Just like St. John Baptist de La Salle pioneered innovative ways of instructing students in 17th century France, teachers at DeLaSalle High School look for and use the latest 21st century methods of educating students.

DeLaSalle has led its peers among schools in Minnesota by incorporating technology into the classroom.

DeLaSalle launched the 1:1 IslePad initiative in the 2011-12 school year, among the first schools in the state to place a school-issued iPad in the hands of each student.

The iPad and its myriad educational apps, enhances the teacher-student relationship by bringing the world’s accumulated knowledge to the fingertips of each teacher and student. The use of cloud technology, coupled with software and online resources, such as iTunes U, Khan Academy, Sophia, Quia, and Subtext, enable teachers and students to collaborate on course material. Teachers can better track when and how much time students spend on their coursework, and give quicker feedback, freeing up classroom instruction by spending less time collecting and dispensing paper.

Adopted from the model used on campuses across the country, DeLaSalle has implemented Canvas as its learning management system (LMS). Canvas is a cloud-based LMS that connects all the digital tools and resources teachers and students will use in one place. Canvas integrates seamlessly with hundreds of apps for the iPad or phone, empowering teachers and students with countless tools to make teaching and learning easier and more fun. Teachers are also able to communicate more effectively with both students and parents via use of online assessments message boards, learning groups, email, syllabi, calendars and more.  Using Canvas helps prepare De students for college and career environments and equip them with the digital and time management skills they’ll need for life.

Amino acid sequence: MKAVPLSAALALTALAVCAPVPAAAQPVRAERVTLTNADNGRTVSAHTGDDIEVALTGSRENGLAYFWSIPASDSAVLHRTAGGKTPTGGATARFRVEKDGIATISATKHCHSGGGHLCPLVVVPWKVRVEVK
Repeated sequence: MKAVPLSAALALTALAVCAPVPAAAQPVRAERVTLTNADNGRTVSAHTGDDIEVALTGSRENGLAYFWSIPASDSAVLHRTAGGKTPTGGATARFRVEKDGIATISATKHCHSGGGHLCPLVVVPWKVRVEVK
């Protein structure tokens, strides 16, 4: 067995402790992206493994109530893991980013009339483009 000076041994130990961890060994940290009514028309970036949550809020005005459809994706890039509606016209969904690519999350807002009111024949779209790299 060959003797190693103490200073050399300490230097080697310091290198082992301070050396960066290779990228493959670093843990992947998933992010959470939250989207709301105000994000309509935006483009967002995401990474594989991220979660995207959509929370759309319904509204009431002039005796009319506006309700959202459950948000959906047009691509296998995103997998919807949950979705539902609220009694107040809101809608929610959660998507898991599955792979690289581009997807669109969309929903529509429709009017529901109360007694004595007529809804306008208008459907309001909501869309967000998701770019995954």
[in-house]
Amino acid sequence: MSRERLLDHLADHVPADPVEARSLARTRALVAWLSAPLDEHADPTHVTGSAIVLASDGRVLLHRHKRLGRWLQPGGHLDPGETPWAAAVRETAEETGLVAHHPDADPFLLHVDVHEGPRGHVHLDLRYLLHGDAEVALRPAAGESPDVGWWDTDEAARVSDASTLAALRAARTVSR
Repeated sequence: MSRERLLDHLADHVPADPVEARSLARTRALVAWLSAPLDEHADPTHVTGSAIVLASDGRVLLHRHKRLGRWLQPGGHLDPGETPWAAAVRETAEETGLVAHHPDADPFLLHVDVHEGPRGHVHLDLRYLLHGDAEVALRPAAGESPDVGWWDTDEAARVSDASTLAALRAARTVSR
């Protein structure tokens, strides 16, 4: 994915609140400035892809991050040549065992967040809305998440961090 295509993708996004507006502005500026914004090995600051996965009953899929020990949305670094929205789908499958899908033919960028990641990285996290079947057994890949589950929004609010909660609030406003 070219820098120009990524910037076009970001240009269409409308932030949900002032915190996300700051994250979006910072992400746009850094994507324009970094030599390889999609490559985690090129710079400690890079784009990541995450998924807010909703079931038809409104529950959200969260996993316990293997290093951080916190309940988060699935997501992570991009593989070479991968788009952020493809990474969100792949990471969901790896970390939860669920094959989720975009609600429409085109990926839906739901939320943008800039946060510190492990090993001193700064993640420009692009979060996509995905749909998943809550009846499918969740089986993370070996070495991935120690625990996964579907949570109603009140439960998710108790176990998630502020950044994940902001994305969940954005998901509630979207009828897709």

Educators at DeLaSalle use blended learning to engage students’ learning styles and expand the classroom environment behind the bricks-and-mortar campus setting. What began in Math and Science classrooms has expanded across all academic departments as teachers present course material through recorded instruction. Students may watch a video describing the steps toward solving a math problem, for example, and then can ask targeted questions in the classroom the next day as they master the material. This blended learning approach allows our students to be better engaged in classroom practices, discussion, and accelerate skill development.